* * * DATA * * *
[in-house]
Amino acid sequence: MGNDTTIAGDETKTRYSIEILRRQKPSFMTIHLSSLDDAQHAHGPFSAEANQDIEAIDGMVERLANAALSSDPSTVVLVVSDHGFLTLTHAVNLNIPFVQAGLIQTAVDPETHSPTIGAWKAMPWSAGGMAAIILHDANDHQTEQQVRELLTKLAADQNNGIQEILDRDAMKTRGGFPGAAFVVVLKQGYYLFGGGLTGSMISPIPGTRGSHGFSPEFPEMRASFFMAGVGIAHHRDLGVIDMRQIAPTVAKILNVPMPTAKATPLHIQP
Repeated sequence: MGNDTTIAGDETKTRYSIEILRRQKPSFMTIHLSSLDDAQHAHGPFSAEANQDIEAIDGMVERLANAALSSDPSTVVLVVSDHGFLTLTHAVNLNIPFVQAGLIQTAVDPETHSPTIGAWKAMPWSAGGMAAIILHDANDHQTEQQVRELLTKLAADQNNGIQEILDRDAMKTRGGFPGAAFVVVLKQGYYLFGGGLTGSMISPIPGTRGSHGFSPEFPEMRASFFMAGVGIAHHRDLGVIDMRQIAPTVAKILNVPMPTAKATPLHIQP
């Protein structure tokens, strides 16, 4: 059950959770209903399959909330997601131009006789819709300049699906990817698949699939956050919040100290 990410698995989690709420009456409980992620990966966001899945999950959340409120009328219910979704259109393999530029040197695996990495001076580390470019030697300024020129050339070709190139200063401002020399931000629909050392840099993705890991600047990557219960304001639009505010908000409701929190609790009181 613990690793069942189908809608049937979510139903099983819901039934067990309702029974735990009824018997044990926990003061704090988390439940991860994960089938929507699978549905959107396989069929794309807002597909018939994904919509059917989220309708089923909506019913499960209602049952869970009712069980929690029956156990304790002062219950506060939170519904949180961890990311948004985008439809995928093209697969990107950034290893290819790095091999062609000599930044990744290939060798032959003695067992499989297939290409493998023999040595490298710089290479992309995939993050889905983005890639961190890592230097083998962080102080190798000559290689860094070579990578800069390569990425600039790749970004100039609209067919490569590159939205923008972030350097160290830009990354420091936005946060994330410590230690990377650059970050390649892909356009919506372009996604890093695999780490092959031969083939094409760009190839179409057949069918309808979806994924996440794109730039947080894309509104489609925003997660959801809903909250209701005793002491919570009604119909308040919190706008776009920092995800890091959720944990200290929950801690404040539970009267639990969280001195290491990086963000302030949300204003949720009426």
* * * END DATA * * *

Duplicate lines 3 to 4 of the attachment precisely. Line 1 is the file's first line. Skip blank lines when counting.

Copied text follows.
Repeated sequence: MGNDTTIAGDETKTRYSIEILRRQKPSFMTIHLSSLDDAQHAHGPFSAEANQDIEAIDGMVERLANAALSSDPSTVVLVVSDHGFLTLTHAVNLNIPFVQAGLIQTAVDPETHSPTIGAWKAMPWSAGGMAAIILHDANDHQTEQQVRELLTKLAADQNNGIQEILDRDAMKTRGGFPGAAFVVVLKQGYYLFGGGLTGSMISPIPGTRGSHGFSPEFPEMRASFFMAGVGIAHHRDLGVIDMRQIAPTVAKILNVPMPTAKATPLHIQP
């Protein structure tokens, strides 16, 4: 059950959770209903399959909330997601131009006789819709300049699906990817698949699939956050919040100290 990410698995989690709420009456409980992620990966966001899945999950959340409120009328219910979704259109393999530029040197695996990495001076580390470019030697300024020129050339070709190139200063401002020399931000629909050392840099993705890991600047990557219960304001639009505010908000409701929190609790009181 613990690793069942189908809608049937979510139903099983819901039934067990309702029974735990009824018997044990926990003061704090988390439940991860994960089938929507699978549905959107396989069929794309807002597909018939994904919509059917989220309708089923909506019913499960209602049952869970009712069980929690029956156990304790002062219950506060939170519904949180961890990311948004985008439809995928093209697969990107950034290893290819790095091999062609000599930044990744290939060798032959003695067992499989297939290409493998023999040595490298710089290479992309995939993050889905983005890639961190890592230097083998962080102080190798000559290689860094070579990578800069390569990425600039790749970004100039609209067919490569590159939205923008972030350097160290830009990354420091936005946060994330410590230690990377650059970050390649892909356009919506372009996604890093695999780490092959031969083939094409760009190839179409057949069918309808979806994924996440794109730039947080894309509104489609925003997660959801809903909250209701005793002491919570009604119909308040919190706008776009920092995800890091959720944990200290929950801690404040539970009267639990969280001195290491990086963000302030949300204003949720009426």